The loneliness and resilience of the long distance teacher

Dr Jennifer Chang Wathall has devised a 4 stage model for eLearning which I’ve found particularly helpful on reflecting on my journey with online learning so far.

Dr Jennifer Chang Wathall (@JenniferWathall), from the University of Hong Kong, is an expert in methodology and frameworks for online learning.

She has devised a 4 stage model for eLearning which I’ve found particularly helpful on reflecting on my journey with online learning so far. After seven weeks of virtual teaching and learning, I think it is a brilliant model to share with teachers and helps articulate the emotional, practical, and pedagogical impact of online learning.

  1. Survive 
  2. Strive
  3. Thrive 
  4. Arrive
Stages of eLearning


Week 1. The school has shut. This is happening. Crap! ACTION STATIONS. You, your colleagues and the school are frantically collaborating to set up systems (online and offline), share logins, create parental and student expectations, refresh online safeguarding protocols, responding to a multitude of parental emails and support or be supported with the digital tech. There are a lot of ducks to be lined up. Some ducks keep falling over. Others ducks have gone missing. And new species of ducks will be discovered in the weeks to come. 

The will is strong, but the hours are long. You’ve never really done this before, but you don’t admit this to yourself or anyone else. You are a teacher after all and, like a rampaging rhino crashing through the school canteen, nothing stops a teacher on a mission! With hindsight, you realise your efforts were well-intentioned but (dis)organised chaos. You wish you had paused, taken a deep breath and taken stock of everything first before charging in headfirst. But faults, imperfections and regrets are natural; at every stage of this journey. You will realise that quickly. Don’t dwell on them: learn from them and move on. As you keep telling the kids, it’s ok to make mistakes.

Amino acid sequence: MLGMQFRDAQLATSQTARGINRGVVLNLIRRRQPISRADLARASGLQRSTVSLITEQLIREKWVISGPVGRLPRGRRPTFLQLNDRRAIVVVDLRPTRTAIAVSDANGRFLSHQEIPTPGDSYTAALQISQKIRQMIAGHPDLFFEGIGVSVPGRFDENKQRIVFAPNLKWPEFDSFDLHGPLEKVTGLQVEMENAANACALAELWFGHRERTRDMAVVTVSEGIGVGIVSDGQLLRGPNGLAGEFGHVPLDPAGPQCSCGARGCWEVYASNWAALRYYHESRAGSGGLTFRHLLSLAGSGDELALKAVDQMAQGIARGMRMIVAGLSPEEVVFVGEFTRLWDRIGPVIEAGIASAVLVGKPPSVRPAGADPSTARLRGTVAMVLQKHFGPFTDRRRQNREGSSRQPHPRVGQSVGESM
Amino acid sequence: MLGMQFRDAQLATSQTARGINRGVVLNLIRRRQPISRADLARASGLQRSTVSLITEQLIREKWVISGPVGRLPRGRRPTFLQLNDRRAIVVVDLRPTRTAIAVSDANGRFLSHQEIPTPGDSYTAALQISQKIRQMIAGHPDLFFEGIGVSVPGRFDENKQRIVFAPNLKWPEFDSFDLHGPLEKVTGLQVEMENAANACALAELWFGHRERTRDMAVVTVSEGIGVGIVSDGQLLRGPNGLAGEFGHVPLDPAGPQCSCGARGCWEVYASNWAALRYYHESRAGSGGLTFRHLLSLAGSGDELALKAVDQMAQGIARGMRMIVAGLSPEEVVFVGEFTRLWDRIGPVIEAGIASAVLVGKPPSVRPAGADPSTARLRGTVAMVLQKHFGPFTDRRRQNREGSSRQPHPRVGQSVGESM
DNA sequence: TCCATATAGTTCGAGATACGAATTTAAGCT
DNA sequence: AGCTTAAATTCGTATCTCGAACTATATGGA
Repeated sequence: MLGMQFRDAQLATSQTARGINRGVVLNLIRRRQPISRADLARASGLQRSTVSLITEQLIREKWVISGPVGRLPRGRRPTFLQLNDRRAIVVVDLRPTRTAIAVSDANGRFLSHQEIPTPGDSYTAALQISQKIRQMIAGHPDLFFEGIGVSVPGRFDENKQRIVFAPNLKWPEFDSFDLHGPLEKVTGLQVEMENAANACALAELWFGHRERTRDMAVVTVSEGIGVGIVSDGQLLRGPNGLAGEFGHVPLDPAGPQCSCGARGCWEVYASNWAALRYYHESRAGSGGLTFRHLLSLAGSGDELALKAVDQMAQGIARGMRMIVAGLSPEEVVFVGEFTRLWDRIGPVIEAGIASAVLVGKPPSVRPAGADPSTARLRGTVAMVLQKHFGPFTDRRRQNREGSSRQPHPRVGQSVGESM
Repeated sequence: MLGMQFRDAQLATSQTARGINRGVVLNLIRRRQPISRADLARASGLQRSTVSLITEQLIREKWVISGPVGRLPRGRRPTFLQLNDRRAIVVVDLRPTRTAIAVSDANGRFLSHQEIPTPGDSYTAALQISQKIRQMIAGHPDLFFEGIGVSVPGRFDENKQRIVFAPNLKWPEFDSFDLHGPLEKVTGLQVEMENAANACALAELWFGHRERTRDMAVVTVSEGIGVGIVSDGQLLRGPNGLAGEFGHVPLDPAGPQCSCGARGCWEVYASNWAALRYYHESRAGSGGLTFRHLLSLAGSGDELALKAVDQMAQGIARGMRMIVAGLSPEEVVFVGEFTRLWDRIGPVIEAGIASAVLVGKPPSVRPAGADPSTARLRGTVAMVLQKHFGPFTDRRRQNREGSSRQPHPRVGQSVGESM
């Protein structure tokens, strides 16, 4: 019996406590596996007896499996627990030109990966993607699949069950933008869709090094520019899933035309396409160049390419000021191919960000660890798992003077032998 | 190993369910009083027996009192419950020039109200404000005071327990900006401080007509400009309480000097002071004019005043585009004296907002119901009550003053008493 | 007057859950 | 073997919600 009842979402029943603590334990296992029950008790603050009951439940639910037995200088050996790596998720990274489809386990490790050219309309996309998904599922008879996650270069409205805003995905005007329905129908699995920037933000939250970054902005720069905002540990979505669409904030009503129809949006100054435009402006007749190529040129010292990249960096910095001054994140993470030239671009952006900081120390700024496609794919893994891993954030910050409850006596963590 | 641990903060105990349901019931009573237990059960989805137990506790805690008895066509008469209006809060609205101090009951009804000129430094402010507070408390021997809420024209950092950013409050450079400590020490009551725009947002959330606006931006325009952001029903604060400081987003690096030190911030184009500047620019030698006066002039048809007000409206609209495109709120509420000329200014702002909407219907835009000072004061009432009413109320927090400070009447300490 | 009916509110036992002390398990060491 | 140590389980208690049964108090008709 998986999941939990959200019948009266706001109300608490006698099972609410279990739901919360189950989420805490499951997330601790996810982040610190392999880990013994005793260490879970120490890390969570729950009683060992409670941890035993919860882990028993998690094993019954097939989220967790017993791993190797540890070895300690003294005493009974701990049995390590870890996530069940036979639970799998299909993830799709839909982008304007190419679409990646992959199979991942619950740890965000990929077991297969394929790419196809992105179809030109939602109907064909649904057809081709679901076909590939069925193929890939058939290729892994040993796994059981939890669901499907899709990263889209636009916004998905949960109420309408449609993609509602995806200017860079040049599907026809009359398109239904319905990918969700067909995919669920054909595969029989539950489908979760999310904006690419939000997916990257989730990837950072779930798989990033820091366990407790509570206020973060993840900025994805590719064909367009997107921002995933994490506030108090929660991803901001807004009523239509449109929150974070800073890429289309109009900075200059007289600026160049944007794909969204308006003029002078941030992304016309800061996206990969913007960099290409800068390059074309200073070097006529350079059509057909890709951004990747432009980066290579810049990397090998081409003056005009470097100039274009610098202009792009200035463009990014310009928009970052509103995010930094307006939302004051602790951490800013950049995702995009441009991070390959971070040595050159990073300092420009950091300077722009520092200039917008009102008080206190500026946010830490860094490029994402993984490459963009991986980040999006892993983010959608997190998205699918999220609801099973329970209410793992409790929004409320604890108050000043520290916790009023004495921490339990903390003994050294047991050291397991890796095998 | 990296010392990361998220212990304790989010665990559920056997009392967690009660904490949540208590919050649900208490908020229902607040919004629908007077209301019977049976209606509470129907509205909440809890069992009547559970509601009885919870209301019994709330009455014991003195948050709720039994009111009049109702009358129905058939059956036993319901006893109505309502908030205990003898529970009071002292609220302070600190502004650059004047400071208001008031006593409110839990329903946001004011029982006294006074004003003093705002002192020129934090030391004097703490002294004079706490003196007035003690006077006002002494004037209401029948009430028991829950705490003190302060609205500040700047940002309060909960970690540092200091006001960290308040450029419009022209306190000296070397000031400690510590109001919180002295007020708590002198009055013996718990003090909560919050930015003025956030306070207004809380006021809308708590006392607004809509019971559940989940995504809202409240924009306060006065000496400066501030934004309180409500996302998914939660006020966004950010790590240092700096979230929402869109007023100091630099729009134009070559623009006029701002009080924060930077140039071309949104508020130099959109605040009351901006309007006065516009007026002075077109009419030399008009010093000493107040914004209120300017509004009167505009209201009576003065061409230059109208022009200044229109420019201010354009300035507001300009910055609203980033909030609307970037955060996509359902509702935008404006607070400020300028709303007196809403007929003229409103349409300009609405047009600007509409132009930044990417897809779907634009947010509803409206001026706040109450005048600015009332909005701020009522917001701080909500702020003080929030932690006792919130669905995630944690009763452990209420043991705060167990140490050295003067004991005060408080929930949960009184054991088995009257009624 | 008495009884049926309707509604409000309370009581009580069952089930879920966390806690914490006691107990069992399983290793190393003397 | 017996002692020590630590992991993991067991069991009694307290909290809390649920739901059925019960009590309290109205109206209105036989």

Week two, roughly speaking. You’ve learnt a hell of a lot in just one week. Your resilience and determination have kicked in. More digital and analogue ducks are in a row now. You have established collaborative norms with your team and are driven by newfound creativity and innovation towards the goal of how best to support students, parents and each other. You are experimenting with new digital tools and realising the benefits of asynchronous learning. Students have choice with their learning, which encourages families to develop flexible timetables for the week and limits the number of digital tools you set. You plan for the bare minimum – access to a mobile phone and 3G – and practical, hands-on activities that are device-free. You are beginning to recognise your limitations and strengths, and where digital tools are concerned – less is more.


Week three or four. You have found meaning and purpose in the systems you have set up. You are collaborating and planning effectively with colleagues. There is a semblance of routine and structure. You are confident with your method for tracking and giving personalised feedback to students. You are now fully aware that face-to-face is the most significant loss for kids. They miss friends and the social dynamic of school, which is impossible to virtually replicate when isolated at home or on a video conference. Your students send you positive videos of their creativity and achievements but also more melancholy evidence of how much they are missing school, by posing dressed in their school uniform and school bag raring to go. Except they can’t leave their house. 

You’ve been sending daily video messages from the beginning. You now build on the success of that. You are suddenly aware that your primary focus from the beginning was always about relationships: how to engage and support virtual connections with your students and school community. It’s been weeks since anyone saw each other. Staff meetings on Zoom and lip-synch challenges on Flipgrid give everyone cheer and laughter. Laughter truly is the best medicine. You experiment with live synchronous video conferencing with your students, which are all aimed firmly at fun and engagement. Simultaneously, your team ensures that quality content and activities are being provided for asynchronous / anytime learning. You try not to add pressure to fellow staff, students, parents or yourself. You nudge gently and reflect admirably on your achievements so far. Well done! Good job!